Firstly, have you checked the next service indicator on the screen behind the steering wheel? This tells you how many miles till your next service and is supposed to take account of driving style - which might cause some variation from the 'normal' service interval of 21000 miles for diesels. I don't know what parameters it uses to assess driving conditions. But from the description you give of your driving, I wouldn't expect it to vary by more than a couple of thousand miles or so. I assume this display is linked to the 'service required' message you are getting, so it might help to know exactly what it is saying, and whether it is consistent over time. Of course, you need to add the miles you've already done to the indicated miles to next service to compare what your car is saying with the nominal 21000 figure. If this reading on your car turns out to be acceptable, then maybe you have an intermittent fault with the 'service required' message you sometimes get.

To see this indicator, press 'menu' on the left hand steering wheel spoke and scroll down to 'vehicle info'. Select this then scroll down to 'next service' and select. Before I had the recall done on my car, this was telling me that I would need a service at 13000 miles. After the fix it now says 19000, which seems OK. When I first contacted my dealership to tell them that a service was indicated at 13000 miles they immediately said that can't be right so it must need the recall I've described. No b... s.... about my driving style, or DPF or anything. So you really shouldn't need an oil service at 4000 miles.

Secondly, if the carbon in the oil really is reading high, even though you don't seem to have had the DPF warning light come on then there is something else wrong with the car and the dealer should be fixing that under warranty, not trying to charge you for a filter change.

Finally, I would hope that when your dealership talks about an oil filter change they are taking it for granted that this includes an oil change - you would hardly drain the oil in order to change the filter and then put the old oil back in. That would go some way to explaining the £200 charge. But I don't think you should be paying this anyway.
 

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Hello fellow JLR owners.

The problems of higher than expected oil dilution, premature service indication, frequent DPF AMBER warnings, DPF RED warnings with no AMBER first, EGR component failure, etc. are all caused by a design issue which affects cars built on JLR's D8 chassis since the introduction of EU6 NOx limits in September 2015. The exhaust of the transverse diesel engines is not close-coupled (as on a Jaguar XE) and therefore it remains too cold in "normal" driving for the system to cope with the amount of soot being produced by the Ingenium engine.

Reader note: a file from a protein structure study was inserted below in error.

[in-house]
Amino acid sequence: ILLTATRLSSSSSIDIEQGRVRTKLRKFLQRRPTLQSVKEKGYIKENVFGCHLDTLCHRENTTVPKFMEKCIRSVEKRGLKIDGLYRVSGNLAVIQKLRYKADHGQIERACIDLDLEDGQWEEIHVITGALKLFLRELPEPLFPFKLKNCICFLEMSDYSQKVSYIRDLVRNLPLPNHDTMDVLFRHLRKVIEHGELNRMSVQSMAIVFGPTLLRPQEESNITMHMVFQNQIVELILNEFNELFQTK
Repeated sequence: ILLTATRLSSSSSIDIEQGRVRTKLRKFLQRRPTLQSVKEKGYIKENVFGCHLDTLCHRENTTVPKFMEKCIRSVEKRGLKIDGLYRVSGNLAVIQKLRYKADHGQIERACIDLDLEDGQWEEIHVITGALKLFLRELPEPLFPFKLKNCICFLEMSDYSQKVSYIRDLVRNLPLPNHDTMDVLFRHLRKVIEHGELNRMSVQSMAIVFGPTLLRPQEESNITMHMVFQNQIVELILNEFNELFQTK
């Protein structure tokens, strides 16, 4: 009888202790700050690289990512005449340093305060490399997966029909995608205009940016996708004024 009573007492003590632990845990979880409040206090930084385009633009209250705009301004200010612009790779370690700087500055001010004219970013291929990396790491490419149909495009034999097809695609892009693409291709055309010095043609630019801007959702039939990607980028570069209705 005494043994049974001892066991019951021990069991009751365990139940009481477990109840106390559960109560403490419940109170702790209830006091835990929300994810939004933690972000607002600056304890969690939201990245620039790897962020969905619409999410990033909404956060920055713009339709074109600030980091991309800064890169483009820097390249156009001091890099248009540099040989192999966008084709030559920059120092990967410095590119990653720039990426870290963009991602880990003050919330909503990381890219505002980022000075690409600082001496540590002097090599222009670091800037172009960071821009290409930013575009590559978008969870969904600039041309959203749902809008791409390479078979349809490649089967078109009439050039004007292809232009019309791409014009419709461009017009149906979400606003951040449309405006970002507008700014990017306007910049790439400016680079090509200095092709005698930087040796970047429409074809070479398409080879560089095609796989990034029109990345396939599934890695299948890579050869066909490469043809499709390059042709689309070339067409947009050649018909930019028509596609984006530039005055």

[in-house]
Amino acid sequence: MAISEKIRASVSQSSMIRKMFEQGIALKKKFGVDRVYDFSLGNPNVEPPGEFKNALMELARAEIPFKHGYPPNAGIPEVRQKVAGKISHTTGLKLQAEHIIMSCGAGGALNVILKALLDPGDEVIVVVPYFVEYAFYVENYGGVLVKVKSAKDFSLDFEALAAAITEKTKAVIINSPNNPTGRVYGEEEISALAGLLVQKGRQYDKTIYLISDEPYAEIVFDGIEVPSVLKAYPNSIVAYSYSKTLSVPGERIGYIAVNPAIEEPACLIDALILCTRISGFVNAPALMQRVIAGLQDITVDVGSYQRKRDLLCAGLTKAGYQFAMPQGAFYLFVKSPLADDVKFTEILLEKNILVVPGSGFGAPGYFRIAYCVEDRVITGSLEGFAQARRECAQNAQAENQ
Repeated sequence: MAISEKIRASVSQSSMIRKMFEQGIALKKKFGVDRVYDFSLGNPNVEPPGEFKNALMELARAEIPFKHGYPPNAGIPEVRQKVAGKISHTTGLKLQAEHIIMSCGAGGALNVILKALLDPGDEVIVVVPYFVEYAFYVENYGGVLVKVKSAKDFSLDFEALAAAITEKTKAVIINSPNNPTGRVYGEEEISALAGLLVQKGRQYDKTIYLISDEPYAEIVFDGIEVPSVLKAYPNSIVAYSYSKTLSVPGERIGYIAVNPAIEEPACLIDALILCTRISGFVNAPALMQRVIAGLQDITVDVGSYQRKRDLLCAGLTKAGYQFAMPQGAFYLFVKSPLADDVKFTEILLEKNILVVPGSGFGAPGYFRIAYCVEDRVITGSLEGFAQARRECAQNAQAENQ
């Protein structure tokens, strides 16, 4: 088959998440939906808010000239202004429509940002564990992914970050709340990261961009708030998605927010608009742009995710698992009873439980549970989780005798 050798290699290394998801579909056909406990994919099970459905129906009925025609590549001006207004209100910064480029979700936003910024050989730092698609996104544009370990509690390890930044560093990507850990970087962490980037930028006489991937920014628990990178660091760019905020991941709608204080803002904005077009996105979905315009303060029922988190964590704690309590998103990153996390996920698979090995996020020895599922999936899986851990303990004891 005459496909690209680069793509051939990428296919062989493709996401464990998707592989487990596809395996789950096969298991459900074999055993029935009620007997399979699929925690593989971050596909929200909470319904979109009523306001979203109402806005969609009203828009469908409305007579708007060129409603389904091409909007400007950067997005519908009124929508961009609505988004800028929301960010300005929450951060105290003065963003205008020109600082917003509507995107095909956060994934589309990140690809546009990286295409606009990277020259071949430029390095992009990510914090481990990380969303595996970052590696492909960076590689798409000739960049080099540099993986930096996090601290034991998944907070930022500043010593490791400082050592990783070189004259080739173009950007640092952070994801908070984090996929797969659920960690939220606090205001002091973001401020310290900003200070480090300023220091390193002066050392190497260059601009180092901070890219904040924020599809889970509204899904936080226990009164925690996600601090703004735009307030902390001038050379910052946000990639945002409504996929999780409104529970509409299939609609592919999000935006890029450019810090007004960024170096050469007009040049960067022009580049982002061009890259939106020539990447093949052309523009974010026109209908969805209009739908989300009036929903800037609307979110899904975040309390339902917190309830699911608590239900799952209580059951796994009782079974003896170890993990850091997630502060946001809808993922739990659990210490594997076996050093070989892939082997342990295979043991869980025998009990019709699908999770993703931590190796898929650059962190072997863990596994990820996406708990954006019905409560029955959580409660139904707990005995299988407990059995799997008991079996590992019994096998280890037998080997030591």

Honest John's column published this information in October 2017 in relation to the Discovery Sport. Two damning documents by JLR illustrate that the company knew about the issue and tried to prevent dealers misselling these cars to people who were using the wrong "driving style". Later, after widespread misselling had occurred and the floodgates of complaints opened, dealers began an organised campaign of blaming the drivers. Nice.

The text reproduced above by CRC doesn't give the full story. Due to "engineering challenges" a vital DPF process called "passive regeneration" only works partially if the engine is worked really hard. This means that "rural" and "urban" drivers are very likely to suffer from problems including excessive oil dilution and clogged filters. More demanding driving styles will avoid the DPF clogging but the problem of higher than expected oil dilution is still present to a greater or lesser extent.

File URLs are provided below these images.

Font Parallel Screenshot Number Document

Font Parallel Rectangle Screenshot Number


https://www.discosportforums.co.uk/download/file.php?id=5997
https://www.discosportforums.co.uk/viewtopic.php?f=17&t=5379&p=108120#p108120
 

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Ah, that will be why I had a free oil and filter change last week, when I mentioned the early service message to my very helpful service team at the JLR dealer.

He also mentioned a) a recall for a wiring issue on the DPF andb) a software update to solve the oil dilution causing the early service message.

I had b) done along with the oil change, but he said my model wasn't included in a)

Reading a little more into this, I'm not sure a diesel should have been recommended to me, as we have a 40mph speed limit here so I could never perform a manual regeneration, and our driving style would be considered urban\rural
 

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The software upgrade referred to could be the one that will raise the diesel dilution trigger from 6% to 10%. On the Land Rovers this is called N289 and its true purpose was recently confirmed by CRC.
[email protected] wrote: ↑
Tue Mar 12, 2019 12:39 pm

Good Afternoon

Thank you for your post.

After speaking with our technical and engineering team, I can confirm that N289 is a software update for early service. It's primary function is to increase the oil dilution range from 6% to 10%.

At this moment in time I have no further information.

Should you have any further questions, I would advise that you contact your local retailer.

Many Thanks
Dan - Land Rover UK
Oddly, this means that when the diesel dilution next reaches an estimated 6% there will no longer be a warning that the oil needs changing to prevent engine failure as described in JLRP00100. According to the latest JLR publication it looks as though your vehicle could well have been missold within the meaning of the Consumer Rights Act 2015.

To the other posters. If you are seeing premature service messages it is very likely that this is due to high diesel dilution, not because of a software fault or update that is required. They were pedalling these and other misleading statements to DS and Evoque owners from Spring 2016. By the time the first E-Paces were handed over they had become quite slick with the excuses. With N289 installed many drivers won't have the faintest idea that their engines are carrying up to 10% diesel in the oil. But an oil test would tell the truth.
 

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Thanks, as I specifically raised the Evoque DPF / typical driving cycle issues when buying my ePace and was told that "the DPF in th ePace is closer to the manifold to get the heat up quicker" by the salesman, I think I'll be having quite a frank discussion with them soon...